Original WWII German Army Heer Officer Dagger by Emil Voos - Pumpkin Glass Grip
Original Item: Only One Available. This Emil Voos Army Officer's Dagger is stunning. The most notable feature is the "burnt almond" or "deep pumpkin" colored "glass" grip which is in excellent condition. The pommel of this dagger is also in excellent condition. The silvering is intact throughout this pommel. The standing oak leaves and acorns are crisply detailed and have good black backgrounds.
The generic B crossguard retains silvering and has a fine patination. The details throughout the characteristic Emil Voos eagle are exceptional throughout the head, breast and wing feathering, talons and wreathed mobile swastika. The grip is a very pretty, deep pumpkin color, with a reverse grip that has toned to an even darker shade. This grip is in perfect condition throughout.
The scabbard is a fine Voos example, with much of the silvering and some of the frosting along the edges. This straight scabbard has very crisp, finely grained panels. The carrying bands have an excellent pattern of overlapping oak leaves and acorns, with hand enhancing evident on each of the leaves. The throat is the thicker style and is held in place by dual flush mount screws..
The very nice mint blade is bright nickel throughout with the original crossgrain. The needle-like tip is still intact. The reverse ricasso is etched with the early Emil Voos snake and tree stump logo. The original blue pebbled leather blade buffer is in place within the deep recesses of the guard.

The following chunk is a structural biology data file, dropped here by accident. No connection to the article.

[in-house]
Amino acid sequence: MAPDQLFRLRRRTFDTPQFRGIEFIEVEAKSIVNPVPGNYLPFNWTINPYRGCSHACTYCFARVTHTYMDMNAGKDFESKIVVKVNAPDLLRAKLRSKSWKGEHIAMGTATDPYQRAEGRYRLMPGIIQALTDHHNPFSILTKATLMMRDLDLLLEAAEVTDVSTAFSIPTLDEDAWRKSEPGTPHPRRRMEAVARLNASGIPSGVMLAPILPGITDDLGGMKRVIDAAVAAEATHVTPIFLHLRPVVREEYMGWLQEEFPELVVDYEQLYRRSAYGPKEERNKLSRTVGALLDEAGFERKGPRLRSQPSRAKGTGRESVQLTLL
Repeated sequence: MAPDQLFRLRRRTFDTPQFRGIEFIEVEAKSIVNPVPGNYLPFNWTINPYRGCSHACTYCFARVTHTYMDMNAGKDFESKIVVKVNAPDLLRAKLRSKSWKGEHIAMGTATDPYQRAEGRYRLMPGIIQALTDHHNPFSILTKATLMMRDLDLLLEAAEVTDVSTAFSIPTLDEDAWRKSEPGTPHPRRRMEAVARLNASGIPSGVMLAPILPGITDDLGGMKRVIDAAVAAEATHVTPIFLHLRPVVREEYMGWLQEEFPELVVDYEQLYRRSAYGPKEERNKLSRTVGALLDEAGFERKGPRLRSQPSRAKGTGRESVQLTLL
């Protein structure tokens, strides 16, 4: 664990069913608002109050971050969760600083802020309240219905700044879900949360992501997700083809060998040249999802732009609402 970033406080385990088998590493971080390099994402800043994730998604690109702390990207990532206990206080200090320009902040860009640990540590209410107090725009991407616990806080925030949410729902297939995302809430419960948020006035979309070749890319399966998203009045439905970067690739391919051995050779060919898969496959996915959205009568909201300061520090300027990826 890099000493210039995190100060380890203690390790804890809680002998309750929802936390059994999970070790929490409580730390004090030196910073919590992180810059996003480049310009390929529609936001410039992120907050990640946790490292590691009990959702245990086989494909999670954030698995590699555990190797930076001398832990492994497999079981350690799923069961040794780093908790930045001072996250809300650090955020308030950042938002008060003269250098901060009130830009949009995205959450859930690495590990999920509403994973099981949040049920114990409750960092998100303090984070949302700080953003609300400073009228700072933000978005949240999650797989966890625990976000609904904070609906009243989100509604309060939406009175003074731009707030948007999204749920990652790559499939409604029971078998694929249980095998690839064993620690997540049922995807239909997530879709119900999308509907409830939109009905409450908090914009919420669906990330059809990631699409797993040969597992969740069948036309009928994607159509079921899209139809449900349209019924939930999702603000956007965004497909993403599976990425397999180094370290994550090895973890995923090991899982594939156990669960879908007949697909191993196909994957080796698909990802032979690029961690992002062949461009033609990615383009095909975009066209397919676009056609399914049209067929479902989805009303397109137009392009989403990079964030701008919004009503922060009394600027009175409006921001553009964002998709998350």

This is a wonderful rare example that you won't find again.
The German Army (Heer) first carried a dagger beginning in 1935. The weapon was worn in lieu of occasions not demanding the wearing of a more formal sword. The dagger design was quite attractive featuring silvered heavy fittings with white or colored grip. The crossguard depicted a Wehrmacht open-winged eagle clutching a wreathed swastika.
The pommel depicted oak leafing around the outer circumference. The scabbard had panels of pebble designs. Later produced examples were plated with nickel, and late war-made pieces were unplated, finished in a gray color metal. These daggers are often encountered with an aluminum portepee.
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